A Billion Amateurs & Your Flat Classroom

There are several things that I like about formated RSS Aggregators. One is the ability to include a variety of media types on my aggregation page, including photos from flickr. My Aggregator (NetVibes) has a news page (news and news search feeds), education page (edubloggers and education news feeds), a tech page (self-expanatory), new media (web2.0 stuff), and entertainment (top grossing films, new films, new on DVD, etc.).

On my media page, I have aggregated the latest photo posted on flickr and tagged with Web2.0, and this morning I was treated to an interesting piece by cz_20turbo, who takes pictures with a message — written on them. This morning, it was a cropped photo of a WIRED Magazine cover with the words, A Billion Amateurs Want your Job.

I read this two ways. First of all, and probably the intended meaning, in a time of rapid change, where life-long-learning is the fuel that drives success. As the Partnership for 21st Century Skills reminds us, “Today’s students will have 10.2 jobs between the ages of 18 and 38.” Go outside the world of education and ask a group of adults how many of them are making a living doing what they learned to do in college. Very few will raise their hands. It’s a time of amateurs, because in a time of rapid change, we’re all making it up 😉 — and isn’t that exciting?

But the other thoughts that Turbo’s picture conjured were not so exciting. It’s a unique quality of teaching, education, and flat classrooms, that everyone is an expert. Most people have spent at least 12 or 13 years in classrooms, and the very nature of that experience was to instill deep seated notions of how we should learn — to be taught. We’re all experts, and we all have a rather firm image, or story, of how teaching and learning should happen and what a classroom should look like. A billion amateurs want to tell you how to do YOUR job.

We need to stir those impressions up, mix the colors, bring the heavy ingredients up to the surface and swirl the lighter ones down through the depths of the story. To do this, we need energy and an information environment that is dynamic, compelling, and accessible.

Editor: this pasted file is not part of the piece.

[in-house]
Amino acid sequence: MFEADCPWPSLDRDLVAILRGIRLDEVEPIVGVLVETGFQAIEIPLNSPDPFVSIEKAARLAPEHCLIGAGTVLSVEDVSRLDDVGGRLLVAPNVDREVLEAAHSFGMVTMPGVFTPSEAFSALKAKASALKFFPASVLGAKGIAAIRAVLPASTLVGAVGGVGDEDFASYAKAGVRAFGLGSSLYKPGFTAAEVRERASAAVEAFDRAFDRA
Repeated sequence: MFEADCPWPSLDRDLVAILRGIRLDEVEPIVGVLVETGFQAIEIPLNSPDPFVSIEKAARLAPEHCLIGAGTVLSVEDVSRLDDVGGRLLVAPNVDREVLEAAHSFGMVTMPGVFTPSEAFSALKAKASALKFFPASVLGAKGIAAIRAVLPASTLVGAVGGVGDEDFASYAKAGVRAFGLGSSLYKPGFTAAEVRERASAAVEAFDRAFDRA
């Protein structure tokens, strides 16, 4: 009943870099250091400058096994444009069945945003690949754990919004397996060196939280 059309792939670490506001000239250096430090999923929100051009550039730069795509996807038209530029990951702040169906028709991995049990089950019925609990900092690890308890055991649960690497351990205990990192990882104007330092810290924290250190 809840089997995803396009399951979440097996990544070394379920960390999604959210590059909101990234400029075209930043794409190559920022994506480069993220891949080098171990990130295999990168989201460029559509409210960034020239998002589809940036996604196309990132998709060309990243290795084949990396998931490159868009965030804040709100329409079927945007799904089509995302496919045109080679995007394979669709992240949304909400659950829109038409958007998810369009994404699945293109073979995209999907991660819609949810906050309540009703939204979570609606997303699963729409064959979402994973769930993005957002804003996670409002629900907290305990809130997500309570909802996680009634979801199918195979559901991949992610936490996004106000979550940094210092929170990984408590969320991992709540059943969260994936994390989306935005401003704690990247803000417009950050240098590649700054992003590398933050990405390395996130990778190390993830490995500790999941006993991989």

The energy is easy — our students. We need to learn to harness their curiosity, intrinsic need to communicate and influence other people, and the orientation to the future of now. The information environment, whose ecology feeds off of energy and access, is here and begging to be used. We need to communicate, tell stories, showcase learning and teaching — by learners and teachers. We need school and classroom web sites that are constantly changing, constantly new, and are a lens on to 21st century teaching and learning — and a lens on the future.

We need to stir things up and shatter the old stories. Think about it this summer, and rest, and play, and invent new stories about your job and its mission, and read. —– and thank you!


Number of Jobs Held, Labor Market Activity, and Earnings Growth Among Younger Baby Boomers: Recent Results From a Longitudinal Survey Summary, US Dept. of Labor, 2004. <http://www.bls.gov/news.release/nlsoy.nr0.htm>.

Photo Citation
cz_20turbo, “A Billion Amateurs want your job….and They will Probably Get It.” Cz_20turbo’s Photostream. 22 May 2006. flickr. 23 May 2006 <http://www.flickr.com/photos/cz_20turbo/151603206/>.

Author: David Warlick

David Warlick has been an educator for the past 40+ years. He continues to do some writing, but is mostly seeking his next intersect between play, passion and purpose, dabbling in photography, drone videography and music production.